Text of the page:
Isn't it maddening that when all you want to do is sit and knit on a consuming new passion, the world and all that is in it conspires to get in your way, and try to thwart you? Dogs whinged, shrieked, had thorns in their paws, wanted in, wanted out, wanted feeding. Gates banged. Postmen called. The phone rang - incessantly. Irate editors demanded copy. The fridge was empty. One d-n job after another. In between swearing and sorting, I knitted. And knitted. And knitted. Heaven was calling and I had to answer that call.

Eventually, though, even the most trying tasks are done, and there remains just the peace of the settling evening and your knitting needles. At last I could get on with completing the dream vest...

Only it wasn't. I had started with such joy and optimism, such warm and trusting belief that this, this at last was the Right One. I'd given it everything, without question. I had worked the ribbing, I had started the cabling. I had introduced the first stripe of turquoise. I had worked on. And on...

Why, oh why do we continue with something, doggedly, determinedly, when inside we have the increasingly chilly certainty that This Is Not A Good Idea After All?

About midnight I gave in. I looked hard at the travesty that had occupied my mind, my waking hours, the entire fibre of my being since morning. It was a disaster. Very slowly and deliberately (actually you can't do much else with a very fluffy suri alpaca) I frogged it back, rewound the cones, went down to the stash den and tucked them up in their bed once more. With an apology. I may have sung them a snatch of an old French lullaby, I don't really recall. The iron had entered deep into the soul of Celtic Memory.

Now look. It's not a pretty story. I had a happy life, work to do, a home to see to, and several lovely projects for which I should have been very thankful. I was secure (well, fairly). But I deliberately risked it all, let myself be tempted. I swayed, I fell. Into the depths. And FOR WHAT? So that at midnight, like a latter-day Cinderella, the magic would fade and I would end up in the gutter. OK, OK, so I wasn't in the gutter. But I'd betrayed all that I held dear for a whim, a quick thrill, a passion that was over before it had even begun.

WHAT MADE ME DO THAT? Didn't I know that nice girls stick with what is safe and worthwhile? That quick liaisons, one-night stands are not a good idea? That old friends are best? Evidently not. I can only hope that the suri alpaca cones will forget the trauma. That's the worst bit. That I abused them, brought them down with me.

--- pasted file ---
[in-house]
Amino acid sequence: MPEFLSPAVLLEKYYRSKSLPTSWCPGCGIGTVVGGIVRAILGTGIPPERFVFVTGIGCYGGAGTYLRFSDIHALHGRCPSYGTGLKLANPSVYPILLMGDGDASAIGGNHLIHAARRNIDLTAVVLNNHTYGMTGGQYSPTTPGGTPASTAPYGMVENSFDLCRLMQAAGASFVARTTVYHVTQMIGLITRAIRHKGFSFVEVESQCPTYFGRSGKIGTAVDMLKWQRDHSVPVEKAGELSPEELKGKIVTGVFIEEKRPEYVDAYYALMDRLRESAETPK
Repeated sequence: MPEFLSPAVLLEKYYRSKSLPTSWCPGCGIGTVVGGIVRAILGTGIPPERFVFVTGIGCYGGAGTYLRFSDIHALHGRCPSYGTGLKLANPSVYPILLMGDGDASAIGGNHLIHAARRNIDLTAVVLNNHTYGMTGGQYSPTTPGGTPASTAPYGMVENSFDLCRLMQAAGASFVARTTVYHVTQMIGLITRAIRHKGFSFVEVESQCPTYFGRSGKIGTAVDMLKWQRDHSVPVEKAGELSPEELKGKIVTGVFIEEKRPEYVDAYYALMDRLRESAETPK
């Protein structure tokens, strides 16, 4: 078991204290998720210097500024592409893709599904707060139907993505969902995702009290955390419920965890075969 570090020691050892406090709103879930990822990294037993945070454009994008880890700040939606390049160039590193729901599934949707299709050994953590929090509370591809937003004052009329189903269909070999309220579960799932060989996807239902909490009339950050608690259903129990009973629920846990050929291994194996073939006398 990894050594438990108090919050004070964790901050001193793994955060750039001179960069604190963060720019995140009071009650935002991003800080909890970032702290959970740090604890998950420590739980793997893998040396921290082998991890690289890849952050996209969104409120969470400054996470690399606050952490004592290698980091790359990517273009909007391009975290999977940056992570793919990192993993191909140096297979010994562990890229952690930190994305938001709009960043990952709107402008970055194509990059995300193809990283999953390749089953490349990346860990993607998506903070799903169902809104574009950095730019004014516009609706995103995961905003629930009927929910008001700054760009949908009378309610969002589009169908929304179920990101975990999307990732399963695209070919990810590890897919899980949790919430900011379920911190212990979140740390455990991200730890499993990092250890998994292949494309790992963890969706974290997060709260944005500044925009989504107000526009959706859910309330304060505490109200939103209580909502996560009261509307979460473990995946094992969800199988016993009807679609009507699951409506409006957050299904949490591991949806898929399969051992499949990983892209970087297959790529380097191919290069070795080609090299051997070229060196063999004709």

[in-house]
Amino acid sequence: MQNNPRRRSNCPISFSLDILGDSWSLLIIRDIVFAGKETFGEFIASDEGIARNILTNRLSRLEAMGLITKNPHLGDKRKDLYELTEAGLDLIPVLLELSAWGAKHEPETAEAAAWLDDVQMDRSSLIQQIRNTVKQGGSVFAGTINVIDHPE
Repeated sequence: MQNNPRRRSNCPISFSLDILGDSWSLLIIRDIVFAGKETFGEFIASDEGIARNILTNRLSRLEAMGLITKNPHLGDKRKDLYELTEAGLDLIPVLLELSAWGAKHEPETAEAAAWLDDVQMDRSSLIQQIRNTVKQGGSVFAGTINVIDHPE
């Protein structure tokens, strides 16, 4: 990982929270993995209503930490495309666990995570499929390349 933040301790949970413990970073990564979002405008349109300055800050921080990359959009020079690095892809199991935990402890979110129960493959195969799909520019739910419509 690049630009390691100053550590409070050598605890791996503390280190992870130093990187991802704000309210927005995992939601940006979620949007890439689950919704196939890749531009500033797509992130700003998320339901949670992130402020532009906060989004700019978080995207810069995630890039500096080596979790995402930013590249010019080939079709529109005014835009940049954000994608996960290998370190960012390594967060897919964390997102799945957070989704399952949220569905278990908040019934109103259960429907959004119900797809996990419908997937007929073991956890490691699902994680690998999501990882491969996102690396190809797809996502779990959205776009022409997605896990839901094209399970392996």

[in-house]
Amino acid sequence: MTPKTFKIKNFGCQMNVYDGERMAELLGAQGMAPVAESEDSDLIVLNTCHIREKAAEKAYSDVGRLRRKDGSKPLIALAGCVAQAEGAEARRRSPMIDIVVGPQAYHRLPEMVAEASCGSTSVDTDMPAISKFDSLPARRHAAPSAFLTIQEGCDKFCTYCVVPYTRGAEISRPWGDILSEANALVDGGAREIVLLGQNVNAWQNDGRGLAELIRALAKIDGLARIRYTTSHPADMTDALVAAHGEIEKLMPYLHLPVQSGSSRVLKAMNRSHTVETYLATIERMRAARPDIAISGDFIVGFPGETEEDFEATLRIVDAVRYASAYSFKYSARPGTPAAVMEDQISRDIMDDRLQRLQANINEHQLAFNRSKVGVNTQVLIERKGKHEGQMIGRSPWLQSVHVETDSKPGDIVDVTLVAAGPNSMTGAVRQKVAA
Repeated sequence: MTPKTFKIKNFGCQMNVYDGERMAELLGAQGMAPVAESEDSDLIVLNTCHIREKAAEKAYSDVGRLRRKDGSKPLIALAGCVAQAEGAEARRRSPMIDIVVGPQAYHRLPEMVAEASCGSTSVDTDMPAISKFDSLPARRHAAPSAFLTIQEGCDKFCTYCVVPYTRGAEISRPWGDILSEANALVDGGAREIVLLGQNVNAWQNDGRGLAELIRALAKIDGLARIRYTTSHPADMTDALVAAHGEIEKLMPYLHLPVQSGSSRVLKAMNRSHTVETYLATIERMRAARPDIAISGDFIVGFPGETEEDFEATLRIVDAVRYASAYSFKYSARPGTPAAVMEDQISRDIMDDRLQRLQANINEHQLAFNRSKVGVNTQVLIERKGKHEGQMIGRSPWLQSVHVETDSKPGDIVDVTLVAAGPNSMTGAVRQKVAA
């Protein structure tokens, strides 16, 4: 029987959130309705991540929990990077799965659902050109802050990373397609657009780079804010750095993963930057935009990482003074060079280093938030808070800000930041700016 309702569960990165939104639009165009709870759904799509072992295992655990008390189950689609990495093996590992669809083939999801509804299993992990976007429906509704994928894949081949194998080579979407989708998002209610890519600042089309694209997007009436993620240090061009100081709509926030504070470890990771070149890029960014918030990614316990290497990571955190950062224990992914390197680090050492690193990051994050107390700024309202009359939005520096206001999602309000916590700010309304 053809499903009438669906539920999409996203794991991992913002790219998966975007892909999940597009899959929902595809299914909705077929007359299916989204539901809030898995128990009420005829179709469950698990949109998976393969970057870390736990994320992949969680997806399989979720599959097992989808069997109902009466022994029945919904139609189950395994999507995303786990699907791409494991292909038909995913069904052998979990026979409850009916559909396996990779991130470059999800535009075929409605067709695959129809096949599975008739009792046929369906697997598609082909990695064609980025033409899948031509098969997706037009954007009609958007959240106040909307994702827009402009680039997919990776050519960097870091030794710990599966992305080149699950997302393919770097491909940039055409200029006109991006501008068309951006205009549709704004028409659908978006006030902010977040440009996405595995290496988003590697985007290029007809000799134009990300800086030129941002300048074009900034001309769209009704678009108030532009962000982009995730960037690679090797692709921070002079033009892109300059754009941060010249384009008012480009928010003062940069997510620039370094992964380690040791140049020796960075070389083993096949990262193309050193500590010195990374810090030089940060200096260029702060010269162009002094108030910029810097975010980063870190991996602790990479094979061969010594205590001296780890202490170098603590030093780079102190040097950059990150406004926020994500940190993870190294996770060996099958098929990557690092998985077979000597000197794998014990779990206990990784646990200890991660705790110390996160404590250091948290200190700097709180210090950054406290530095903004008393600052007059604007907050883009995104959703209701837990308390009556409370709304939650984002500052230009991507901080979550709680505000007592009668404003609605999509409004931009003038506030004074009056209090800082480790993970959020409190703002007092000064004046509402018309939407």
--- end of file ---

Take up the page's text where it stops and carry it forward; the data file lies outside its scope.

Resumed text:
It won't happen again. I've told you of my shame so I won't let it happen again.

Never.

All the same, though. I can't quite get the idea of a rather special vest out of my mind. A Mad Vest. Yes, that's it. You know when you have to go somewhere fairly tidy and you put on a dark jacket and dark trousers, maybe a freshly ironed white shirt and you look - well, tidy, yes, but - well, BORING? Now suppose when that jacket fell open, onlookers saw a flash of a spectacular, an amazing, a supersonic, shocking VEST? Something with exploding pinks and iridescent purples and eyepopping greens and golds? And then the jacket fell shut again and all was quiet and businesslike once more?

I mustn't. I mustn't. I must think of my devoted little WIP family that trusts me. I mustn't go there again.

I must definitely NOT go downstairs, climb to the topmost platform of the diving board, and take a header into the foaming and dangerous waters of the stash. NO. No way.

20 comments:

Charity said...

Come, now, Jo, take the header! What happened to the great words I heard recently, about how important it is to flit and float to whatever captures your fancy? Get flitting and floating, I say! :0)

Marianne said...

It matters not, those 'must nots', take a deep breath and dive!

Needles said...

Yarn sometimes tells you it wants to be one thing, but in its heart of hearts it really wants to be something entirely different, and changes its mind halfway through the day or project. At least it didn't wait till you were almost finished.

Ruth said...

Go forth and knit the vest! It's calling you!! At least you don't have to work on the Noro and its scratchiness.

rho said...

Go for it!!! Jump in head first - it sounds spectacular and I am sure you have the perfect yarn in your stash (and if not you can dye it!)

I can just picture it. Yummy...

And my shirts are fabulous - and it may even be warm enough to wear it tomorrow :D

Jocerane said...

What a dangerous life!!!
When the same horrible thing happens to me, I don't dive downstairs : I have to go upstairs!